|Bookmark Article||Post Comment|
Mail your friend
|Your friend's name:|
|Your friend's email:|
Mobile phone market
"The mobile phone market will be under increased pressure from a number of factors that compete for users' attention and wallets," said Ramon T. Llamas, senior research analyst with IDC's Mobile Device Technology and Trends team. "Disposable income is being eroded by rising food and fuel prices and worries about global financial markets and slow economic growth are creating a cautious outlook for the months ahead. Against this backdrop, many emerging markets continue to offer tremendous growth potential and IDC expects highly competitive pricing and innovative service plans will keep the overall market on track for the year."
Low cost mobile phones
Demand for handsets in the low cost segment will remain present in certain emerging markets throughout 2008, driving worldwide shipment growth. In contrast, more mature regions are increasingly characterized by highly competitive markets for replacement handsets and somewhat slower shipment growth. "As predicted, most mobile phone vendors experienced a lull in the first quarter of 2008 with the exception of LG," said Ryan Reith, senior research analyst for IDC's Worldwide Mobile Phone Tracker. "Continued growth in the low cost segment will mean average selling prices (ASPs) will be generally lower than in the past, but this will be balanced somewhat by further expansion in the converged mobile device or smartphone segment, especially in mature markets."
1). Nokia once again outperformed its competitors, with total shipment volumes greater than those of the next three cell phone vendors' combined. Keeping volumes at a high level were its entry level devices going into emerging markets, including its successful Nokia 1100 and 1200 series mobile phones, while more fully featured devices like its Nokia 5310, 5610, and 6500 series and Nseries devices generated the most revenue and profit for Nokia. With a strong presence in emerging markets, Nokia is poised to capitalize on replacement handset opportunities in these markets.
2). Samsung gained further clarity as the No. 2 vendor worldwide, building its largest margin yet against Motorola. Although shipments remained even from the holiday quarter, Samsung improved its presence within key emerging markets, balancing out against soft demand in Europe and North America. In the process its decreased marketing expenses, allowing for double-digit profitability. Samsung remains confident that it will reach its goal of 200 million units shipped this year, and look to more full featured devices to be released in the months to come.
3). Motorola had a disappointing quarter, falling further behind Samsung and reaching shipment levels not seen since the second half of 2004. Gaps in its mobile phone portfolio left the company vulnerable, especially in the areas of music, touch, and messaging where other vendors have flourished with their own products. Further compounding its problems was another quarter of operating loss and lower operating margin. While the results speak to its ongoing difficulties, Motorola has been building a framework to turn its fortunes around with plans to separate the mobile devices business unit from the company and streamline its silicon and software platforms to bring new mobile phones to the market later this year.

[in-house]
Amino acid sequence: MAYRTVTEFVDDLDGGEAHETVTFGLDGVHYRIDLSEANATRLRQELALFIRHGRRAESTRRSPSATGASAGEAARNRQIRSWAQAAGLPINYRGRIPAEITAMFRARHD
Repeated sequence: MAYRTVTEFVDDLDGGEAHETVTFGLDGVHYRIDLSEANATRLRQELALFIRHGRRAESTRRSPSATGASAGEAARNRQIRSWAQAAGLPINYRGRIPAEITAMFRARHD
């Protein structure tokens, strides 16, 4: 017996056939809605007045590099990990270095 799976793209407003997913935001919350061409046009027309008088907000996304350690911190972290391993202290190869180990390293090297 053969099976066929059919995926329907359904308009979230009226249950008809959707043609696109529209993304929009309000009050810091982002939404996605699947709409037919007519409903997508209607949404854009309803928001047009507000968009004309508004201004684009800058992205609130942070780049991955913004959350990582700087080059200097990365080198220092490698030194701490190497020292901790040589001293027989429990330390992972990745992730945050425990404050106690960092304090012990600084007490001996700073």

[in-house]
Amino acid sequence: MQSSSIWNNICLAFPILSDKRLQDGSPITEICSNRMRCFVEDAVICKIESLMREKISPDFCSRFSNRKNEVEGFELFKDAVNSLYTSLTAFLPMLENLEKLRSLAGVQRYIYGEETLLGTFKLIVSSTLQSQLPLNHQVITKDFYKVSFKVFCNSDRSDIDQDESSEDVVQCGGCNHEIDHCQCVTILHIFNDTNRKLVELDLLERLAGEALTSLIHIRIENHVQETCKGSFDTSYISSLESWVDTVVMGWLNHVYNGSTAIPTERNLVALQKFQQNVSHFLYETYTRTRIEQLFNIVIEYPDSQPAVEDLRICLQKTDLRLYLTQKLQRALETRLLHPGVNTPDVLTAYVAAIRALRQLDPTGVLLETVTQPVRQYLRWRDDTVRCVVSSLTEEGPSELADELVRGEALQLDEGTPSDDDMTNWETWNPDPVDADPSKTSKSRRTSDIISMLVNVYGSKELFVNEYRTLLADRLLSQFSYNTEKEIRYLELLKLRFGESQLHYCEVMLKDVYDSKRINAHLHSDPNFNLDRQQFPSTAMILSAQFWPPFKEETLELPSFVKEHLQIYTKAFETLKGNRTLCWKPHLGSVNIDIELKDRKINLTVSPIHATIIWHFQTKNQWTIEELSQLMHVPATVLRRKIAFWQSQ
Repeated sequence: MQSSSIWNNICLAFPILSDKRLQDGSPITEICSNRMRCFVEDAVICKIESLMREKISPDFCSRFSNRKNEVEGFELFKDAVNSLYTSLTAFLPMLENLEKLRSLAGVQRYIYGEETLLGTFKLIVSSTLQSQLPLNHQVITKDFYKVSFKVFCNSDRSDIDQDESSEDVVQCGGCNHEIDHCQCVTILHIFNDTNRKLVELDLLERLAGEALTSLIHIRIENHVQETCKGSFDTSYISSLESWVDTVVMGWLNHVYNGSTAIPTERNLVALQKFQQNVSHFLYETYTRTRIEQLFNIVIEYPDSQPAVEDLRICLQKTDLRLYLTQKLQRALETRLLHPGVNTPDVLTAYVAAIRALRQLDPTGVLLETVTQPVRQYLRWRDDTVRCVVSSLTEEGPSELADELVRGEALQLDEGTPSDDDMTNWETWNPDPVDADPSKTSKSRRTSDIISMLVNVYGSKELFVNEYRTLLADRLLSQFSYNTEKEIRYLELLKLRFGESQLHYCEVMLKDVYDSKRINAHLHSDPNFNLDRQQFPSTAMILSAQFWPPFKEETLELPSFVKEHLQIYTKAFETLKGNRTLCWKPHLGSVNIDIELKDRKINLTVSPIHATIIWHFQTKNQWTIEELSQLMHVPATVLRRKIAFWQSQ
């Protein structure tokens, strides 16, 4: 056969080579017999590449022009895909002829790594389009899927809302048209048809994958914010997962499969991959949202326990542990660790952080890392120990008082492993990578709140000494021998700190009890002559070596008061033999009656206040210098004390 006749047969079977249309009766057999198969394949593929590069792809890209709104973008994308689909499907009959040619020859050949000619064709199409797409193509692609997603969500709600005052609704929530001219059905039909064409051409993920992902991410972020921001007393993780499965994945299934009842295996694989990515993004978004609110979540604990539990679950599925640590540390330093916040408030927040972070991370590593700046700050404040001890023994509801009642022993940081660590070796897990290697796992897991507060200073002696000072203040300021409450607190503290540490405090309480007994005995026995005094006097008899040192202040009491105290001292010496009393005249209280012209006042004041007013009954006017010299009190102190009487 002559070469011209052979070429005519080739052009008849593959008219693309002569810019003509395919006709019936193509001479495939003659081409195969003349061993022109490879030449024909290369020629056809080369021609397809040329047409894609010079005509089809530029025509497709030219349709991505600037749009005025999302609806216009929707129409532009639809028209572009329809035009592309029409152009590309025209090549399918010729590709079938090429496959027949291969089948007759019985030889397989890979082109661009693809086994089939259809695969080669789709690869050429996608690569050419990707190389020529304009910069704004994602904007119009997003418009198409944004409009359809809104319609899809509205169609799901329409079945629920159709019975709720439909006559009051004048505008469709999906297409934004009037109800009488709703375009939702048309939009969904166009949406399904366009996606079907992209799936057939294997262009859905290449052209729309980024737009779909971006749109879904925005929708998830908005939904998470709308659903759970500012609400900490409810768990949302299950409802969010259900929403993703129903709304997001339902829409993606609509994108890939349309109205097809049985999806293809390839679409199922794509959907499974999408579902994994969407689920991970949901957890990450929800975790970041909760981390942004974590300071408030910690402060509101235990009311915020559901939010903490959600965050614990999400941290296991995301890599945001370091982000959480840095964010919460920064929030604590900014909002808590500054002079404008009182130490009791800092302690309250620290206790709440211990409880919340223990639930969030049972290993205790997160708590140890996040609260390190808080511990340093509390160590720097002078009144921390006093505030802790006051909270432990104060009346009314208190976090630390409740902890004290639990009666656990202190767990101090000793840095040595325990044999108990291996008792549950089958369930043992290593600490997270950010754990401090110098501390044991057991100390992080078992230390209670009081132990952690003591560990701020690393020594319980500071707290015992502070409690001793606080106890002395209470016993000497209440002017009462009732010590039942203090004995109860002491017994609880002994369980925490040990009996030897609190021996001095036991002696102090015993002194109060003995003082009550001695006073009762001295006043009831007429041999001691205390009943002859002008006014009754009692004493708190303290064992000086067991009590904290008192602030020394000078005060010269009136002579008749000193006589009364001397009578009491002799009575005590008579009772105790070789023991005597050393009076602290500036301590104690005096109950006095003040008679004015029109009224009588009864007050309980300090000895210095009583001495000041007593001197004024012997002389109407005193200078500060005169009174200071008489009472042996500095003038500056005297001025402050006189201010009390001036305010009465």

4). LG capitalized on Sony Ericsson's challenges to re-take the No. 4 position for the first time since the beginning of 2006. Thanks to the continued demand of its flagship feature phones, including the LG Viewty, Voyager, and Venus, LG bucked the trend of seasonal decrease in shipments. In addition, LG returned to double-digit profitability. Looking ahead, LG plans to grow its presence within emerging markets and ship more high-end mobile phones next quarter.
5). Sony Ericsson started off the year citing several challenges affecting its shipment volumes: diminished demand for its mid-range and high-end devices, channel inventory buildup, component shortages, and greater interest in low-price handsets in Asia / Pacific, an area where the company has not had a strong presence. Despite this dour news, the company hopes that its renewed focus on the North American market with the Sony Ericsson W350, W760, Z555, and XPeria along with several Cybershot, Walkman, and Web-ready mobile phones around the globe will yield positive results later in the year.
- Samsung Galaxy S8 review
- Apple iPhone 6 sample pictures
- Xbox One review
- Sony PS4 review
- Samsung Galaxy reviews
- Samsung Galaxy S4 mini review
- Nokia Lumia 1520 sample photos
- Apple iPhone 5s test pictures
- Samsung Galaxy S4 Zoom review
- Samsung Galaxy Mega review
- Nokia smart devices powered by Zeiss optics
- KPN Netherlands named best mobile operator
- Turkcell 5G network speed test
- Internet of Things in the Netherlands
- Thermal Spa and Roulette: Kurhaus Wiesbaden
- Having fun on the go in the smartphone era